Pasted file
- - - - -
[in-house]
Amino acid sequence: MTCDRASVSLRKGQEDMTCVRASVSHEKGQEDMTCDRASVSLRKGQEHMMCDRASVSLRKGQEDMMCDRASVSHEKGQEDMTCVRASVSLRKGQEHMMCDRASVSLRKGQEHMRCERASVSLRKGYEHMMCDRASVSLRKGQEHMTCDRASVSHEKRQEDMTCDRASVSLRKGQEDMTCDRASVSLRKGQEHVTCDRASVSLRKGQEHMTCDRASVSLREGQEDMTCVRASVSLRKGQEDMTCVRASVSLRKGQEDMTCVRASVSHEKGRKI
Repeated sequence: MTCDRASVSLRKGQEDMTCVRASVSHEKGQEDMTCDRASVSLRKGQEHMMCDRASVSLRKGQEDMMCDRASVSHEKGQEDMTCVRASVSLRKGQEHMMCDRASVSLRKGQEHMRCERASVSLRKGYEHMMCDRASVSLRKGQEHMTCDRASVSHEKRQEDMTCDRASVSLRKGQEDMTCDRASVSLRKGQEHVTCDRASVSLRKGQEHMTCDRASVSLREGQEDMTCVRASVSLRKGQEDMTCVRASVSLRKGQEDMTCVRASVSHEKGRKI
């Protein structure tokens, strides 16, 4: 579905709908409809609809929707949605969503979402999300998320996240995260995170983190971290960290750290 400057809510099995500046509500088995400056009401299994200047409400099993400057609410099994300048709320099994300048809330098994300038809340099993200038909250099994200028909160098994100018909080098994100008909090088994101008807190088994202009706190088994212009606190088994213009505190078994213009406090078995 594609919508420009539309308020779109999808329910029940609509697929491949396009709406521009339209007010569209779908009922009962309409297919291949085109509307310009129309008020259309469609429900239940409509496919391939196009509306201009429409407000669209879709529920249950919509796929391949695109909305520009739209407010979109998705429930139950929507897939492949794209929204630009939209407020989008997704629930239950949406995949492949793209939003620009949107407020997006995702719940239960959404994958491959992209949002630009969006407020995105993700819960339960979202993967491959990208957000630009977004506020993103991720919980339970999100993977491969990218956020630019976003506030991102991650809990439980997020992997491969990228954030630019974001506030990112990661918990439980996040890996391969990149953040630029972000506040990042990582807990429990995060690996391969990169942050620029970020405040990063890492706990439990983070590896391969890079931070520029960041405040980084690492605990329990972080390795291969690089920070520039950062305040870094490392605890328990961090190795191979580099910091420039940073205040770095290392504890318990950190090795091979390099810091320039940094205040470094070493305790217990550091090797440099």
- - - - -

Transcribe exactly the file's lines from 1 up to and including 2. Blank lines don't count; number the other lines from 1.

[in-house]
Amino acid sequence: MTCDRASVSLRKGQEDMTCVRASVSHEKGQEDMTCDRASVSLRKGQEHMMCDRASVSLRKGQEDMMCDRASVSHEKGQEDMTCVRASVSLRKGQEHMMCDRASVSLRKGQEHMRCERASVSLRKGYEHMMCDRASVSLRKGQEHMTCDRASVSHEKRQEDMTCDRASVSLRKGQEDMTCDRASVSLRKGQEHVTCDRASVSLRKGQEHMTCDRASVSLREGQEDMTCVRASVSLRKGQEDMTCVRASVSLRKGQEDMTCVRASVSHEKGRKI